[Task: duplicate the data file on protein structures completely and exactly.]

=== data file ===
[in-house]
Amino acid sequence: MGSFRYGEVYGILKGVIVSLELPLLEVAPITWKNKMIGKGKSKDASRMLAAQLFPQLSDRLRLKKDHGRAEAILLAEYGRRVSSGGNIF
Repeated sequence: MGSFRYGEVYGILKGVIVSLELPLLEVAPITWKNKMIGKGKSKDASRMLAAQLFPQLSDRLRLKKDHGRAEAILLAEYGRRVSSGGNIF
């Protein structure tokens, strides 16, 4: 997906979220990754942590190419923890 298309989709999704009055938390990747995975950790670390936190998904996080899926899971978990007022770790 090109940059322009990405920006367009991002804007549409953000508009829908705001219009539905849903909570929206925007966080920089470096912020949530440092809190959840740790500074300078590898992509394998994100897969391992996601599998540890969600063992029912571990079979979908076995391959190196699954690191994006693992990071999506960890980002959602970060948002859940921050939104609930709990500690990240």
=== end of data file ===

[in-house]
Amino acid sequence: MGSFRYGEVYGILKGVIVSLELPLLEVAPITWKNKMIGKGKSKDASRMLAAQLFPQLSDRLRLKKDHGRAEAILLAEYGRRVSSGGNIF
Repeated sequence: MGSFRYGEVYGILKGVIVSLELPLLEVAPITWKNKMIGKGKSKDASRMLAAQLFPQLSDRLRLKKDHGRAEAILLAEYGRRVSSGGNIF
């Protein structure tokens, strides 16, 4: 997906979220990754942590190419923890 298309989709999704009055938390990747995975950790670390936190998904996080899926899971978990007022770790 090109940059322009990405920006367009991002804007549409953000508009829908705001219009539905849903909570929206925007966080920089470096912020949530440092809190959840740790500074300078590898992509394998994100897969391992996601599998540890969600063992029912571990079979979908076995391959190196699954690191994006693992990071999506960890980002959602970060948002859940921050939104609930709990500690990240």